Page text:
A prime example is the California Consumer Protection Act (CCPA), which went into effect this year. Similar to the European Union’s stringent General Data Protection Regulation (GDPR), the law ensures that consumers know what information is being collected about them, and gives them the right to opt out from the data collection or request that the data be deleted.
“And then you have all these other state laws that are coming along with increased federal and state enforcement,” said Falk. “Our clients are really recognizing privacy as a top level risk.”
To address its clients’ concerns, Winston decided to expand its small privacy task force, which had a core group of just five lawyers, into a large, cross-department practice group comprised of around 70 attorneys whose work — whether in litigation, corporate, or intellectual property — substantially dealt with privacy issues.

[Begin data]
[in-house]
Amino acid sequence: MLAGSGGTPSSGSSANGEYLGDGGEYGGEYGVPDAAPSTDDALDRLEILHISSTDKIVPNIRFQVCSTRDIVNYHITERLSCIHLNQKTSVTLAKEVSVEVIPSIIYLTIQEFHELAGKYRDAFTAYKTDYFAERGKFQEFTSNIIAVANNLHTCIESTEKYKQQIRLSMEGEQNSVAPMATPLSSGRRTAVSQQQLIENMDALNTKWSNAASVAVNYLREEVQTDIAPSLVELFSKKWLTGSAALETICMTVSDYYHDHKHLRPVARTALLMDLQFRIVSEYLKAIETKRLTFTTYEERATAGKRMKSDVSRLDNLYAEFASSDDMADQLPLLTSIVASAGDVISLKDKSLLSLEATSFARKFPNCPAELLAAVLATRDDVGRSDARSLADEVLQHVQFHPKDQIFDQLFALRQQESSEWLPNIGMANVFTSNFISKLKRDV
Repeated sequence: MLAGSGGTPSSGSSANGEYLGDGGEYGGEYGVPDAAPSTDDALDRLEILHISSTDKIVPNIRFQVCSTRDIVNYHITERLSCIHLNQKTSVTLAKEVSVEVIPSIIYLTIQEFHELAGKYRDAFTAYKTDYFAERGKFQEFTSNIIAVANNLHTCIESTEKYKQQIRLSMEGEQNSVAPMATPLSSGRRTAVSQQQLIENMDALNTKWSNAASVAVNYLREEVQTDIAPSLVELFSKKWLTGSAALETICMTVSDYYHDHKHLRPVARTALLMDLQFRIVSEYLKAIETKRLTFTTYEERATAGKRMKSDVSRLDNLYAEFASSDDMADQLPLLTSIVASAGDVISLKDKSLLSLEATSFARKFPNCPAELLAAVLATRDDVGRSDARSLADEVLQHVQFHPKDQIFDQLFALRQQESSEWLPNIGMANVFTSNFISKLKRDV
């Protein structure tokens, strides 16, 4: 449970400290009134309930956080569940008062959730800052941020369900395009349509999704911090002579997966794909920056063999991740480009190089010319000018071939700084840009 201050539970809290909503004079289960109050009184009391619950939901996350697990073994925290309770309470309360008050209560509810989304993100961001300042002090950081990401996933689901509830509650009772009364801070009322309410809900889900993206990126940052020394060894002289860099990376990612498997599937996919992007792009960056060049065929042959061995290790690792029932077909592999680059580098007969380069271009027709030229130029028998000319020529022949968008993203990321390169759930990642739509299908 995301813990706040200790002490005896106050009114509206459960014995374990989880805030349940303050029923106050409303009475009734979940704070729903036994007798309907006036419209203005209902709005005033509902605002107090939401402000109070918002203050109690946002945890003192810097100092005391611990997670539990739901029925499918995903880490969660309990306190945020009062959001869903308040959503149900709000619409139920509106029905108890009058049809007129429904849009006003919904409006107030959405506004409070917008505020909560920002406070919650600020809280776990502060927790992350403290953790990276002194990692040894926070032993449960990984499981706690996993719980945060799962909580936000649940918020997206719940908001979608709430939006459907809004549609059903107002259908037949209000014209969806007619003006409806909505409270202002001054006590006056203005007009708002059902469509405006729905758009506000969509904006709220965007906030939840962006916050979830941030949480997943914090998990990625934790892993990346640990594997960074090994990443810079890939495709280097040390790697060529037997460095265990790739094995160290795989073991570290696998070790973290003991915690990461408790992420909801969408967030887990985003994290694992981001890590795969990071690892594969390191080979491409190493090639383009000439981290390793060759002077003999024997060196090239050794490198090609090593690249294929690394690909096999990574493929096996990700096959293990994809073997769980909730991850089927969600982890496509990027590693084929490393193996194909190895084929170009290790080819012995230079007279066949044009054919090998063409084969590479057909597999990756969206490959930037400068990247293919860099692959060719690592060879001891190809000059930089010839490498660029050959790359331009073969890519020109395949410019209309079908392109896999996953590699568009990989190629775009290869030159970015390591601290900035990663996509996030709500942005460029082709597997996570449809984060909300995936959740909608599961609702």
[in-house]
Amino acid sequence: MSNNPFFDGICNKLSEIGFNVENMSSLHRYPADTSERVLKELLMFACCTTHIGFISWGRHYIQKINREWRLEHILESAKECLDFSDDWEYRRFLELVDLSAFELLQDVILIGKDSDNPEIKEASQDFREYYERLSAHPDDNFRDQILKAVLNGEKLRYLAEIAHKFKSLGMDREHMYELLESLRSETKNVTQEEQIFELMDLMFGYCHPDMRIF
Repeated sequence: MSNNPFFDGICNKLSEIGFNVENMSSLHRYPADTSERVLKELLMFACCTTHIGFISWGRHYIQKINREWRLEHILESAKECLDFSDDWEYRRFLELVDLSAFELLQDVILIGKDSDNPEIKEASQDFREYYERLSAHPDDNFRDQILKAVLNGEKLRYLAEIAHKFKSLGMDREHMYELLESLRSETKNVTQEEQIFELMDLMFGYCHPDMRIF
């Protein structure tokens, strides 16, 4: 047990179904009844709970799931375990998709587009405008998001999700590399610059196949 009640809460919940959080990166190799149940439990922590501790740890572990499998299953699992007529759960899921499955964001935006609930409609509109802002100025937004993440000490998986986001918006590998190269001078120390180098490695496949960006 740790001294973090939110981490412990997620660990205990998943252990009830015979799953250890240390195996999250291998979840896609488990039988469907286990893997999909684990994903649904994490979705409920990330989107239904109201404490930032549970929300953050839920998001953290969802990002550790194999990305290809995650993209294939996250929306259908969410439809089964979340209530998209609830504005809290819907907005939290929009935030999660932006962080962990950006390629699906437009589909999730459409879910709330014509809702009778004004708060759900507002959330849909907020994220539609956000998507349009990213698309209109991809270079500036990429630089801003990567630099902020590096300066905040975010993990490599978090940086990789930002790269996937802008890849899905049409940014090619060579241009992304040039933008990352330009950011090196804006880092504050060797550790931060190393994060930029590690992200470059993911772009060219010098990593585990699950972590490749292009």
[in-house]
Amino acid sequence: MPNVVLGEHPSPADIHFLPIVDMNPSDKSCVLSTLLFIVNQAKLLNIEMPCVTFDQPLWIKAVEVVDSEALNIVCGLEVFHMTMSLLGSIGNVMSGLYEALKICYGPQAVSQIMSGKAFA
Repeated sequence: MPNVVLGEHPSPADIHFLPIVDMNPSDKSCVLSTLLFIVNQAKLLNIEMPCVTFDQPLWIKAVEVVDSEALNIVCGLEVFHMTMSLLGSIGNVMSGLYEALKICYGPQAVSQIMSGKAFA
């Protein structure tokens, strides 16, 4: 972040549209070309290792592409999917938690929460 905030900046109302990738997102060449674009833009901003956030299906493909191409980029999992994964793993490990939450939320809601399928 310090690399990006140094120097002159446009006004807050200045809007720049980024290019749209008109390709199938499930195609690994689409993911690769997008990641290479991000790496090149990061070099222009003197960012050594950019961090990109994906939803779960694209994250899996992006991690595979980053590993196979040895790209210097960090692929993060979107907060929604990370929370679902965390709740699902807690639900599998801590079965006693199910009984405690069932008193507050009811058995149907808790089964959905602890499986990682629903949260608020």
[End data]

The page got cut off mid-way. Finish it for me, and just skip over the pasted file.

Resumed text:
“It’s the perfect time to double down,” said Falk.
Because privacy encompasses so many industries, it made sense to pull in lawyers from different practices, said Swanson. These lawyers continue to work within their original practice groups, but will be pulled onto data protection cases as needed.
“We work seamlessly, and are able to leverage expertise across various practice groups to quickly and cohesively counsel clients,” she explained. “We’ve been able to cross-train everyone.”
Advising clients on how to avoid “landmines” in the “uncharted territory” of biometrics
Blank Rome launched its biometrics privacy team for similar reasons, said Jeffrey Rosenthal, partner at the firm’s business litigation team and chair of the new team. He explained that the stakes are even higher, though, simply because of the way biometrics works.